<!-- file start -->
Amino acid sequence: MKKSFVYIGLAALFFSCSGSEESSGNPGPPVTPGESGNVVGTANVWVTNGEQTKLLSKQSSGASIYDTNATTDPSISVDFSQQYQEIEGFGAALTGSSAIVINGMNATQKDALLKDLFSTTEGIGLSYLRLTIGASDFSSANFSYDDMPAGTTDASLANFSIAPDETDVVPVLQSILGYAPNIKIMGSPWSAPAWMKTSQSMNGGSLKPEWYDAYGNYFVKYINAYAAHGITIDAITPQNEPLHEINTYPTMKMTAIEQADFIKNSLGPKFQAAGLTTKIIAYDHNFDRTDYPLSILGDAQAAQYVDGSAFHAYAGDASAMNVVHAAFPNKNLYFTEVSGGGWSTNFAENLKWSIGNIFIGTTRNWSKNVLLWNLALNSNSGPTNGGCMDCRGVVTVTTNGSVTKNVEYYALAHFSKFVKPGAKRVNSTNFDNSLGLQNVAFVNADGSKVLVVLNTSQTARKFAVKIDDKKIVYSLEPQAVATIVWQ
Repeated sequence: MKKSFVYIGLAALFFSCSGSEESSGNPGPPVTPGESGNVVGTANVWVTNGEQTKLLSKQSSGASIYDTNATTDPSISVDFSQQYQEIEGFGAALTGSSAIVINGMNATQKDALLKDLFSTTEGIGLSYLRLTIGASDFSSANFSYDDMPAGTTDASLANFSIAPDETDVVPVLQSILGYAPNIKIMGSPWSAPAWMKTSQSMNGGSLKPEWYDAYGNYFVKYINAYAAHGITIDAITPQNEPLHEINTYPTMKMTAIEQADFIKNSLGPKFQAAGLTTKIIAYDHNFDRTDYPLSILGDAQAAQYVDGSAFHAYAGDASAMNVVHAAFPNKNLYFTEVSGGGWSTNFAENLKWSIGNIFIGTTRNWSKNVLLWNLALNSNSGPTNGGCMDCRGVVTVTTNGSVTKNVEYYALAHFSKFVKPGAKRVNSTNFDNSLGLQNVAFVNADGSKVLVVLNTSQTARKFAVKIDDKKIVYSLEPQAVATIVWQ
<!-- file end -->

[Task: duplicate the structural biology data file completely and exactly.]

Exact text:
Amino acid sequence: MKKSFVYIGLAALFFSCSGSEESSGNPGPPVTPGESGNVVGTANVWVTNGEQTKLLSKQSSGASIYDTNATTDPSISVDFSQQYQEIEGFGAALTGSSAIVINGMNATQKDALLKDLFSTTEGIGLSYLRLTIGASDFSSANFSYDDMPAGTTDASLANFSIAPDETDVVPVLQSILGYAPNIKIMGSPWSAPAWMKTSQSMNGGSLKPEWYDAYGNYFVKYINAYAAHGITIDAITPQNEPLHEINTYPTMKMTAIEQADFIKNSLGPKFQAAGLTTKIIAYDHNFDRTDYPLSILGDAQAAQYVDGSAFHAYAGDASAMNVVHAAFPNKNLYFTEVSGGGWSTNFAENLKWSIGNIFIGTTRNWSKNVLLWNLALNSNSGPTNGGCMDCRGVVTVTTNGSVTKNVEYYALAHFSKFVKPGAKRVNSTNFDNSLGLQNVAFVNADGSKVLVVLNTSQTARKFAVKIDDKKIVYSLEPQAVATIVWQ
Repeated sequence: MKKSFVYIGLAALFFSCSGSEESSGNPGPPVTPGESGNVVGTANVWVTNGEQTKLLSKQSSGASIYDTNATTDPSISVDFSQQYQEIEGFGAALTGSSAIVINGMNATQKDALLKDLFSTTEGIGLSYLRLTIGASDFSSANFSYDDMPAGTTDASLANFSIAPDETDVVPVLQSILGYAPNIKIMGSPWSAPAWMKTSQSMNGGSLKPEWYDAYGNYFVKYINAYAAHGITIDAITPQNEPLHEINTYPTMKMTAIEQADFIKNSLGPKFQAAGLTTKIIAYDHNFDRTDYPLSILGDAQAAQYVDGSAFHAYAGDASAMNVVHAAFPNKNLYFTEVSGGGWSTNFAENLKWSIGNIFIGTTRNWSKNVLLWNLALNSNSGPTNGGCMDCRGVVTVTTNGSVTKNVEYYALAHFSKFVKPGAKRVNSTNFDNSLGLQNVAFVNADGSKVLVVLNTSQTARKFAVKIDDKKIVYSLEPQAVATIVWQ